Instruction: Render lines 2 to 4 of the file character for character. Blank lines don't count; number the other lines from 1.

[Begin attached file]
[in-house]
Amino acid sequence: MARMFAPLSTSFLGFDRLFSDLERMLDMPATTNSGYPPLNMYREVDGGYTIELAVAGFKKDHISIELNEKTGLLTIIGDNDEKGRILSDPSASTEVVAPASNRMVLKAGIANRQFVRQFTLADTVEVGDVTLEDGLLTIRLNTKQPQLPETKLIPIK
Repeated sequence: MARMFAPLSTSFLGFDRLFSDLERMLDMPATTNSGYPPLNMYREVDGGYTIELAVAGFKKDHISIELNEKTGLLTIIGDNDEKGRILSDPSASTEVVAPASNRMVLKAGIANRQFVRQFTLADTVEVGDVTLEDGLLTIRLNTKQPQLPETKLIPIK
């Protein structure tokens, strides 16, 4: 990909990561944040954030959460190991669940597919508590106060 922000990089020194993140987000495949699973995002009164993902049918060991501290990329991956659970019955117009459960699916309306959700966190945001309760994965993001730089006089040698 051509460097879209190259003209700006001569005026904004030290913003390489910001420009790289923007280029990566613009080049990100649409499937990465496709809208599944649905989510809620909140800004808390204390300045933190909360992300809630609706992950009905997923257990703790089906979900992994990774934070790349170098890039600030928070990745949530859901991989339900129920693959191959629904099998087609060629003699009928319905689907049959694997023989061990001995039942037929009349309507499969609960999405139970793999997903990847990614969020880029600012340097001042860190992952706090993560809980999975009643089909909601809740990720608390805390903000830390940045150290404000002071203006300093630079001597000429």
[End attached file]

Amino acid sequence: MARMFAPLSTSFLGFDRLFSDLERMLDMPATTNSGYPPLNMYREVDGGYTIELAVAGFKKDHISIELNEKTGLLTIIGDNDEKGRILSDPSASTEVVAPASNRMVLKAGIANRQFVRQFTLADTVEVGDVTLEDGLLTIRLNTKQPQLPETKLIPIK
Repeated sequence: MARMFAPLSTSFLGFDRLFSDLERMLDMPATTNSGYPPLNMYREVDGGYTIELAVAGFKKDHISIELNEKTGLLTIIGDNDEKGRILSDPSASTEVVAPASNRMVLKAGIANRQFVRQFTLADTVEVGDVTLEDGLLTIRLNTKQPQLPETKLIPIK
């Protein structure tokens, strides 16, 4: 990909990561944040954030959460190991669940597919508590106060 922000990089020194993140987000495949699973995002009164993902049918060991501290990329991956659970019955117009459960699916309306959700966190945001309760994965993001730089006089040698 051509460097879209190259003209700006001569005026904004030290913003390489910001420009790289923007280029990566613009080049990100649409499937990465496709809208599944649905989510809620909140800004808390204390300045933190909360992300809630609706992950009905997923257990703790089906979900992994990774934070790349170098890039600030928070990745949530859901991989339900129920693959191959629904099998087609060629003699009928319905689907049959694997023989061990001995039942037929009349309507499969609960999405139970793999997903990847990614969020880029600012340097001042860190992952706090993560809980999975009643089909909601809740990720608390805390903000830390940045150290404000002071203006300093630079001597000429």